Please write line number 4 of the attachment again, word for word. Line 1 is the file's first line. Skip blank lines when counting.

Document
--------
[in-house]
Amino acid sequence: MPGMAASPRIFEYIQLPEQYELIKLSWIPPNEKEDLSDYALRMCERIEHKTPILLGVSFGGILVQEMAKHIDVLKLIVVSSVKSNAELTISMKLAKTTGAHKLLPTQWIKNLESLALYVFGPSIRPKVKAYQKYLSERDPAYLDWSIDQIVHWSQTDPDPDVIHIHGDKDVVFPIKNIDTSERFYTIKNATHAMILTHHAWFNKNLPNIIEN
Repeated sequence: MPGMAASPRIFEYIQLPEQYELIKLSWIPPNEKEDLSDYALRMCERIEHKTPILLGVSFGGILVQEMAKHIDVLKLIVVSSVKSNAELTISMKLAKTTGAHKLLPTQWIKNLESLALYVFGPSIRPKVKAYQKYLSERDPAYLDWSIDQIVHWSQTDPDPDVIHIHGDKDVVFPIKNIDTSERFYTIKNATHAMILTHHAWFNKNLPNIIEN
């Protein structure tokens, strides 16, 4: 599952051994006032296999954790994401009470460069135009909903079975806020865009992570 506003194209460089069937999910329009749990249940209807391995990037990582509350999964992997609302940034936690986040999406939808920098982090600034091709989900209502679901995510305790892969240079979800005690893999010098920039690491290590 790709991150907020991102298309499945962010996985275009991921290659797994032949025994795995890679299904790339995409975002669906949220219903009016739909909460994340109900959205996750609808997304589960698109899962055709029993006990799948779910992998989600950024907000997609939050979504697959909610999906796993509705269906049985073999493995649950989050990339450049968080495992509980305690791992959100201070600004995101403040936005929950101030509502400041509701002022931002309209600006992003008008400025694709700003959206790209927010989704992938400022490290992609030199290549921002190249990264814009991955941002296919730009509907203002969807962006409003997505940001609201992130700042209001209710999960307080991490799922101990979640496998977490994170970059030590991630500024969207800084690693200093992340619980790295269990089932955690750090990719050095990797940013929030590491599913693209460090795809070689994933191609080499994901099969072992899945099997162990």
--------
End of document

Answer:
């Protein structure tokens, strides 16, 4: 599952051994006032296999954790994401009470460069135009909903079975806020865009992570 506003194209460089069937999910329009749990249940209807391995990037990582509350999964992997609302940034936690986040999406939808920098982090600034091709989900209502679901995510305790892969240079979800005690893999010098920039690491290590 790709991150907020991102298309499945962010996985275009991921290659797994032949025994795995890679299904790339995409975002669906949220219903009016739909909460994340109900959205996750609808997304589960698109899962055709029993006990799948779910992998989600950024907000997609939050979504697959909610999906796993509705269906049985073999493995649950989050990339450049968080495992509980305690791992959100201070600004995101403040936005929950101030509502400041509701002022931002309209600006992003008008400025694709700003959206790209927010989704992938400022490290992609030199290549921002190249990264814009991955941002296919730009509907203002969807962006409003997505940001609201992130700042209001209710999960307080991490799922101990979640496998977490994170970059030590991630500024969207800084690693200093992340619980790295269990089932955690750090990719050095990797940013929030590491599913693209460090795809070689994933191609080499994901099969072992899945099997162990």